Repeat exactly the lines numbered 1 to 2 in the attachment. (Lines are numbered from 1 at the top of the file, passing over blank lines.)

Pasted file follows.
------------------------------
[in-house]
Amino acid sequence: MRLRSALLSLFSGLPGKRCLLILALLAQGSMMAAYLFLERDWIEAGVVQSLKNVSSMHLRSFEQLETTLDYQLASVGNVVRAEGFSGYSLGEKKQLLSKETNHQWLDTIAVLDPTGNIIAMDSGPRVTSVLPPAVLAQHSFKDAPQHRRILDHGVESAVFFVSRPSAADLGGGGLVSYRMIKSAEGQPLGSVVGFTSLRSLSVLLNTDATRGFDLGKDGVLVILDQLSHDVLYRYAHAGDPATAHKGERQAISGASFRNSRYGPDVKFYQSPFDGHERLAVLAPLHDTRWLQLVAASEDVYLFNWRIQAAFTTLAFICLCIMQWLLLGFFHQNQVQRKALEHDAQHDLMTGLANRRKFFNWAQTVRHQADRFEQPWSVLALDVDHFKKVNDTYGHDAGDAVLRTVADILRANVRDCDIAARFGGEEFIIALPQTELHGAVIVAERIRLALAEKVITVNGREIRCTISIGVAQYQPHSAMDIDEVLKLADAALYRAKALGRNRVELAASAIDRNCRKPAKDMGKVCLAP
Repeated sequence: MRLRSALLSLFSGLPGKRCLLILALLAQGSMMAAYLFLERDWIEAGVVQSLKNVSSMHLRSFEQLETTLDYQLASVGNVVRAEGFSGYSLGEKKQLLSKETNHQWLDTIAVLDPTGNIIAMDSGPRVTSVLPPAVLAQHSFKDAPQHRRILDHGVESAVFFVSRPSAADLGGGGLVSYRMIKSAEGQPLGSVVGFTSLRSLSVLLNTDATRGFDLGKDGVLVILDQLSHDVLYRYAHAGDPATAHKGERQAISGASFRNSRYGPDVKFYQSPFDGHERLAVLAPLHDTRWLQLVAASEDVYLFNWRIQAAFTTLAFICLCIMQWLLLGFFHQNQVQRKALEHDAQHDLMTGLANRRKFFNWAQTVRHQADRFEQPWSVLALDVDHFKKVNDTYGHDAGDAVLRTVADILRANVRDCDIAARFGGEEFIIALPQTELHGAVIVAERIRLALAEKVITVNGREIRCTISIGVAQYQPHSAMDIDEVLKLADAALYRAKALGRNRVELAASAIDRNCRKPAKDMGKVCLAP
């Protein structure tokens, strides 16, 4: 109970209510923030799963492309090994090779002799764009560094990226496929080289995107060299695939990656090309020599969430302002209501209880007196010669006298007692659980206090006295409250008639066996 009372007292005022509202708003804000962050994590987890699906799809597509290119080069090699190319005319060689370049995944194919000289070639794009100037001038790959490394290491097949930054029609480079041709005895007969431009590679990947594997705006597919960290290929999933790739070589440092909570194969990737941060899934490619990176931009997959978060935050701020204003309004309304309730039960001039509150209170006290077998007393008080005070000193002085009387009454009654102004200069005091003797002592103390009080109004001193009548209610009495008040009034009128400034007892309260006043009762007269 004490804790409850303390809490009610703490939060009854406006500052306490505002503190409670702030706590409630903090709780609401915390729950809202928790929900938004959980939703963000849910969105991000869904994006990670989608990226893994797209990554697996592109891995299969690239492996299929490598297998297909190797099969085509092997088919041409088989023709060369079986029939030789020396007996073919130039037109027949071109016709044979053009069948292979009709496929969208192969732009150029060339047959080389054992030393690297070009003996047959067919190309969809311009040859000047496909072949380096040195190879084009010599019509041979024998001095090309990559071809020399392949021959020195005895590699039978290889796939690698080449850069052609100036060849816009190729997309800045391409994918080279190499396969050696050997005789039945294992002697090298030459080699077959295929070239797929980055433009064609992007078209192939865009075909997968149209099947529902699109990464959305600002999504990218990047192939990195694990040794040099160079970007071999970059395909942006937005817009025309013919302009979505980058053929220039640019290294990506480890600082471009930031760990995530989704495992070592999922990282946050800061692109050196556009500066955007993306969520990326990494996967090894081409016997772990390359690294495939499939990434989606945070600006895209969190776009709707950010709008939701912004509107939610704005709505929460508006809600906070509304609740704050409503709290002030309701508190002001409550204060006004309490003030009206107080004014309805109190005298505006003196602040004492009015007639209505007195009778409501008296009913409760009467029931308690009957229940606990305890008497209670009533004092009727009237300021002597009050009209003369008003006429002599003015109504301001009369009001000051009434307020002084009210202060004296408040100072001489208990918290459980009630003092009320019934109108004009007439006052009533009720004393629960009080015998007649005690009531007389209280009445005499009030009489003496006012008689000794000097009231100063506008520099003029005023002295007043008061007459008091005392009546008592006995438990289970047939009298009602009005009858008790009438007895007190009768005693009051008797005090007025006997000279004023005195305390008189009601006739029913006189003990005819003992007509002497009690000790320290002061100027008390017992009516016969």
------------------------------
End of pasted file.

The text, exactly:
[in-house]
Amino acid sequence: MRLRSALLSLFSGLPGKRCLLILALLAQGSMMAAYLFLERDWIEAGVVQSLKNVSSMHLRSFEQLETTLDYQLASVGNVVRAEGFSGYSLGEKKQLLSKETNHQWLDTIAVLDPTGNIIAMDSGPRVTSVLPPAVLAQHSFKDAPQHRRILDHGVESAVFFVSRPSAADLGGGGLVSYRMIKSAEGQPLGSVVGFTSLRSLSVLLNTDATRGFDLGKDGVLVILDQLSHDVLYRYAHAGDPATAHKGERQAISGASFRNSRYGPDVKFYQSPFDGHERLAVLAPLHDTRWLQLVAASEDVYLFNWRIQAAFTTLAFICLCIMQWLLLGFFHQNQVQRKALEHDAQHDLMTGLANRRKFFNWAQTVRHQADRFEQPWSVLALDVDHFKKVNDTYGHDAGDAVLRTVADILRANVRDCDIAARFGGEEFIIALPQTELHGAVIVAERIRLALAEKVITVNGREIRCTISIGVAQYQPHSAMDIDEVLKLADAALYRAKALGRNRVELAASAIDRNCRKPAKDMGKVCLAP